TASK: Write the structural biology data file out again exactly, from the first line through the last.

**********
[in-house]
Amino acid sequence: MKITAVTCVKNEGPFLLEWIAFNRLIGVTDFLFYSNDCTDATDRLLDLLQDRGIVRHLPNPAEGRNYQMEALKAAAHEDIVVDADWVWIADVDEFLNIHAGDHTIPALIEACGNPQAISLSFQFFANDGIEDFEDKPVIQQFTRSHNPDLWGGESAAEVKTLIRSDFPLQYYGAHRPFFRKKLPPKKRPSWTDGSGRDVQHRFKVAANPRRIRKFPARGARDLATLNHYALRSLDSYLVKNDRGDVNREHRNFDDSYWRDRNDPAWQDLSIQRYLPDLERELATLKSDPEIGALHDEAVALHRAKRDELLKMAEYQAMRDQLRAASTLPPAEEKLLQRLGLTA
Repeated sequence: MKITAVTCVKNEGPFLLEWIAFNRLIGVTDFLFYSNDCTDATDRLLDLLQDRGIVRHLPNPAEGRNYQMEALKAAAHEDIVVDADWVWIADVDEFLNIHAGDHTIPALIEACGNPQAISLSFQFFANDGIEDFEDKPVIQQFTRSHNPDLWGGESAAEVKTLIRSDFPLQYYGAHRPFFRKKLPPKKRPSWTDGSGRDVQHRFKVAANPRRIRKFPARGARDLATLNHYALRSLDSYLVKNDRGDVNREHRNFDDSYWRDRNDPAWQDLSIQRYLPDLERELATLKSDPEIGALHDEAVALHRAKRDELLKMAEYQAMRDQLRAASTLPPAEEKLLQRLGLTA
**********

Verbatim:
[in-house]
Amino acid sequence: MKITAVTCVKNEGPFLLEWIAFNRLIGVTDFLFYSNDCTDATDRLLDLLQDRGIVRHLPNPAEGRNYQMEALKAAAHEDIVVDADWVWIADVDEFLNIHAGDHTIPALIEACGNPQAISLSFQFFANDGIEDFEDKPVIQQFTRSHNPDLWGGESAAEVKTLIRSDFPLQYYGAHRPFFRKKLPPKKRPSWTDGSGRDVQHRFKVAANPRRIRKFPARGARDLATLNHYALRSLDSYLVKNDRGDVNREHRNFDDSYWRDRNDPAWQDLSIQRYLPDLERELATLKSDPEIGALHDEAVALHRAKRDELLKMAEYQAMRDQLRAASTLPPAEEKLLQRLGLTA
Repeated sequence: MKITAVTCVKNEGPFLLEWIAFNRLIGVTDFLFYSNDCTDATDRLLDLLQDRGIVRHLPNPAEGRNYQMEALKAAAHEDIVVDADWVWIADVDEFLNIHAGDHTIPALIEACGNPQAISLSFQFFANDGIEDFEDKPVIQQFTRSHNPDLWGGESAAEVKTLIRSDFPLQYYGAHRPFFRKKLPPKKRPSWTDGSGRDVQHRFKVAANPRRIRKFPARGARDLATLNHYALRSLDSYLVKNDRGDVNREHRNFDDSYWRDRNDPAWQDLSIQRYLPDLERELATLKSDPEIGALHDEAVALHRAKRDELLKMAEYQAMRDQLRAASTLPPAEEKLLQRLGLTA